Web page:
Me, a racist?

It was an afternoon like any other. In a busy, cosmopolitan city, life was buzzing past. The shopping arcade was full of shoppers, picking up odds and ends for the New Year. Many were strolling around aimlessly, waiting perhaps, for a friend. I was trying to buy myself a new pair of pyjamas and there were a few stalls just for this, offering bottoms and tees for prices as ridiculously low as Rs.75! As I browsed lazily, looking through a riot of colours, I heard a voice behind me.
“See, I told you there is someone strange here, didn’t I?”
It was a mother with a toddler in her arms. For a second, I thought they were referring to me. I was very soberly dressed, so I did not understand why they would classify me as ‘strange’. The mother started to rummage through the enormous pile of clothes, talking in a low voice to the baby in her arms. I realised that it was not about me, but an African woman, at the other side of the counter, looking through the wares.Their conversation reached my ears, and what I heard was not pleasant. Here it goes, snippets of ‘that‘ conversation-
“Do you see that lady there? Do you see her hair? So many little braids, no? Why do you think she has done that?”
At this point, I nurtured a small hope that the mother might go into how different cultures have different dressing styles, but what she said shocked me.
“She is mad, that is why. And if you do not behave, that strange woman will carry you away.That’s why she is sitting here. To carry away babies like you.”
Needless to say, the child did not utter a word for the rest of the spree. I was just speechless. Would the conversation have taken the same turn had it been a white person instead of the African? As Indians, we are subjected to discrimination too, why does it not make us more tolerant? Is brown better than black? And white better than brown? If someone had commented on the mother’s brightly coloured saree, would she have taken it?
Most important of all, should a two-year old be taught to be scared of people who just look different? Does that mean anyone ‘Indian’ looking can be trusted just by virtue of his/her looks or hairstyle? It was a very disturbing scene. I think we must teach our children to accept all kinds of people, more so this day and age, where the world is getting smaller and smaller. Let us not hide behind a hypocritical cloak of tolerance while setting a bad example in action for the little ones around us.
For under our black/brown/white/wheat/cocoa/chocolate/almond/olive skins, we are all one.

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A plate of sunshine…

Leaf and fruit
Dew and rain;
Melting sugar
On my tongue, here it snows!

Mani ambled along the village road, on her way to the market to buy some vegetables and fruit. It never snowed in that hot village, (you would not be able to find it on a map!), but Mani, like many ten year olds,had a fertile imagination. She was friends with the elves in her cupboard, who ruffled her clothes and made a mess; each night she said her goodnight to the man on the moon. Her teacher often told her mother that her marks would really improve if she just learnt to channelize this creativity into more productive pursuits.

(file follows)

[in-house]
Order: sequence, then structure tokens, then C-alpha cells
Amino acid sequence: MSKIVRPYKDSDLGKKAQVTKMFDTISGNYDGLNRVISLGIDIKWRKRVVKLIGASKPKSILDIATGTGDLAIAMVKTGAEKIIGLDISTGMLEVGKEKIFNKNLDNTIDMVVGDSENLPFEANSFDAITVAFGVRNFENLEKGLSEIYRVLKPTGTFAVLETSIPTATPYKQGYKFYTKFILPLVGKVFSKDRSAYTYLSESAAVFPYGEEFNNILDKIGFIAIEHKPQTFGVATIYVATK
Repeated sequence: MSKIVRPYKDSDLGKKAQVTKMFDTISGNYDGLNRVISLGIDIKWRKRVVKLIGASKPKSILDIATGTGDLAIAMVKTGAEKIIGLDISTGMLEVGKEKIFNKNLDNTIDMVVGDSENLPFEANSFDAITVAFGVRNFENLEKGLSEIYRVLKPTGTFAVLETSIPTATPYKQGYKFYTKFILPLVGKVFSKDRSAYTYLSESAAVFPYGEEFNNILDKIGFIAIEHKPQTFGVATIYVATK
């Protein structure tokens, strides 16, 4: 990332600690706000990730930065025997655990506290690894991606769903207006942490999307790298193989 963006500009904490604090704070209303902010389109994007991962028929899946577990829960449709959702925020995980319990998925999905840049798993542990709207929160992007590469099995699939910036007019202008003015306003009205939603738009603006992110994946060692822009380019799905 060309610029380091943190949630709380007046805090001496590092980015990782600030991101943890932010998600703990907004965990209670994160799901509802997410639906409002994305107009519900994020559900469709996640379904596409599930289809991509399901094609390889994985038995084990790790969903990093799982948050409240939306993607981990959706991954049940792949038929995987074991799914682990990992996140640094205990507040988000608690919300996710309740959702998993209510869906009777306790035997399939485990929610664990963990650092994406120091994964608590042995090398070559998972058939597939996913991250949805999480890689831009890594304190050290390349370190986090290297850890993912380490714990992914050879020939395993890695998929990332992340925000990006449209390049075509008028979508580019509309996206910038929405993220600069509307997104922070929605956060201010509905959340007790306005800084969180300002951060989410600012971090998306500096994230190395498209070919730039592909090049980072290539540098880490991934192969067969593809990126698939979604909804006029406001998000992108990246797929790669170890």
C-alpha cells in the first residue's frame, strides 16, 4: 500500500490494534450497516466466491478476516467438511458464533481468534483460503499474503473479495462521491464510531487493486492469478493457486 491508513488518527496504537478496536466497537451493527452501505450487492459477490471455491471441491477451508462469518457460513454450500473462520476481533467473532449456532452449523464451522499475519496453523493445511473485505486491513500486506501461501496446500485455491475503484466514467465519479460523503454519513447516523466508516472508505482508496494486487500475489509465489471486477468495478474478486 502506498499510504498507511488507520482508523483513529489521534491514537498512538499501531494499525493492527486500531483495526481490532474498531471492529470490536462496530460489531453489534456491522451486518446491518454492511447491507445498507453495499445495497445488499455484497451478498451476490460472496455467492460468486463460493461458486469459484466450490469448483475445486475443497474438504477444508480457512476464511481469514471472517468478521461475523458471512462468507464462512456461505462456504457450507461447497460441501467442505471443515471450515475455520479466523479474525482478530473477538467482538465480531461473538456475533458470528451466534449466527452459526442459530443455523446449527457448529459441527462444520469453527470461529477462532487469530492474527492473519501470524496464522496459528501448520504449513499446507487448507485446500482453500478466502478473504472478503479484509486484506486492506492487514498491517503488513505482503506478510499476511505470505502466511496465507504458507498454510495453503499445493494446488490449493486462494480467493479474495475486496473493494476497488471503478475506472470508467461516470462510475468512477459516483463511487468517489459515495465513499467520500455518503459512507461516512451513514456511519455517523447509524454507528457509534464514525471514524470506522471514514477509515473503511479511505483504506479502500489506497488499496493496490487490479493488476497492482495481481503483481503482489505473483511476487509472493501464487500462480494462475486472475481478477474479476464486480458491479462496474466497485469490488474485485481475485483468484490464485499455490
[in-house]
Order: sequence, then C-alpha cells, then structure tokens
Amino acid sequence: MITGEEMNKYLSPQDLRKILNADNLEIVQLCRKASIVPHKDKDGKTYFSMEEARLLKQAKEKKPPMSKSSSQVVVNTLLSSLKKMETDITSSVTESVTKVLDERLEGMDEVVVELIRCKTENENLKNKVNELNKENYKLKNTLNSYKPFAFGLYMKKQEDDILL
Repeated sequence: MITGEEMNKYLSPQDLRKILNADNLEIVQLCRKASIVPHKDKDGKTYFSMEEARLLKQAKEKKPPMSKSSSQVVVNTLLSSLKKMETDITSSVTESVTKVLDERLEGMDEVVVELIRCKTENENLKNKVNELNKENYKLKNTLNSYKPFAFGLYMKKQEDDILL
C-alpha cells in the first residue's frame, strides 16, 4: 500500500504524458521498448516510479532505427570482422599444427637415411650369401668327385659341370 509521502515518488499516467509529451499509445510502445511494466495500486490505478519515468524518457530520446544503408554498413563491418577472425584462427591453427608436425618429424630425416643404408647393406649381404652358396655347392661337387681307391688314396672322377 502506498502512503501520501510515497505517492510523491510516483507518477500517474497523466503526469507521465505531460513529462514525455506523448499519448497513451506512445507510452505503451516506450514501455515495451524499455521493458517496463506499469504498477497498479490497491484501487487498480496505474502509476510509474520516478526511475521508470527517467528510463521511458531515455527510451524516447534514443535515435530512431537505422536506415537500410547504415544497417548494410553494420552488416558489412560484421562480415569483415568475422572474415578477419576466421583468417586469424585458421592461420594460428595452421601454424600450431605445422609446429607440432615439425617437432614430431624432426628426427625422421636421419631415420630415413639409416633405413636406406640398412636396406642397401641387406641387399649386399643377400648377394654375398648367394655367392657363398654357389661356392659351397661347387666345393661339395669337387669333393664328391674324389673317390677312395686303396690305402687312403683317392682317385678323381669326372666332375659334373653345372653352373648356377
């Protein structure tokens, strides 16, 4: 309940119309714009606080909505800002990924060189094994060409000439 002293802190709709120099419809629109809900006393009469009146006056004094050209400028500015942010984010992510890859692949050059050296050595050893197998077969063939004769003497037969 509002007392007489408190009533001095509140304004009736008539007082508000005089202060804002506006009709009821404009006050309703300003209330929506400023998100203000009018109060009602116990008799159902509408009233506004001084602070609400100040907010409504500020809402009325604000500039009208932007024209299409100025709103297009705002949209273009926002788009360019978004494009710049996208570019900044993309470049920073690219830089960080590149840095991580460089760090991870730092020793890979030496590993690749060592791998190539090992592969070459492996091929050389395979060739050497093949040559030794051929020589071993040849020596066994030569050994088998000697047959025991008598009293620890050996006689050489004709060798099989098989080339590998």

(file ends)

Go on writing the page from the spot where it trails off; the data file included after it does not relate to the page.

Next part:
She reached the market where the familiar sabzi uncle would give her all that she needed before she even asked. It was convenient, she could carry on with her silly rhyme!
Here it snows,
like milk and cream
Kanha’s dream
in flakes of white.

She packed her vegetables in a dirty old cloth bag her Amma had given her, and started on her way back. She reached the stone bridge over the river, where the banks glistened in the sun. Stopping for a minute to admire the view, she was jolted back into the present by Rani, her friend from school.
” Hey, Mani. What are you doing?”
Mani turned around and smiled. Rani was like that, always catching you by surprise. Mani loved to call her the Sudden Girl, because most things happened to her all of a sudden! Why, just last week, the maths teacher had let her off without a beating for scoring one on twenty, because, all of a sudden, he felt that her marks would surely improve the next time!
“Amma wanted some vegetables for dinner, “Mani replied. “And what is the Sudden Girl upto?” she asked with a wicked grin.
Rani seemed pensive as they started walking towards their homes. They lived really close to each other and spent most of their free time together- plucking mangoes or doing homework. Sometimes they packed leftover rotis or dosas in banana leaves and had a picnic by the river. They always had fun, what with Mani’s imagination and Rani’s serendipity.
Today, Rani seemed extremely quiet. She did not smile and looked very scared. Finally, just when they had crossed Ramana Uncle’s house at the end of Temple Street, she blurted out in sobs,
“Appa is very sick! Amma and Anna are taking him to the town hospital tomorrow!”
Mani was shocked. What was so serious that it needed a visit to the town hospital? People went there only if there was no other way out. Why was Rani’s Appa being taken there?
Thoughts ran helter-skelter in her mind. But she had to help Rani. She offered her soothing words and took her home. Mani’s Amma already knew and invited Rani to stay the night. In the attic room, with the termite-infested bed, Mani and Rani spent the night, worried and scared. After all, ten year olds cannot embellish their conversation with fancy words, they could only worry and fear.
Day dawned. There were chores to do and of course, school. The girls could barely concentrate on anything that was happening. Even when their history and class teacher, Dhanamma Ma’am announced a picnic to Chocki Hills, Rani and Mani were the only ones in class who couldn’t scream in joy. They waited for news from the town. Rani’s Amma had promised to call. Rani waited by the phone all evening. Mani just paced the courtyard, trying to memorise the poem for Recitation Exam.
Finally, after what seemed like ages, the phone rang. Rani picked it up, tears streaming down her face. Just the anxiety of waiting had made her such a wreck!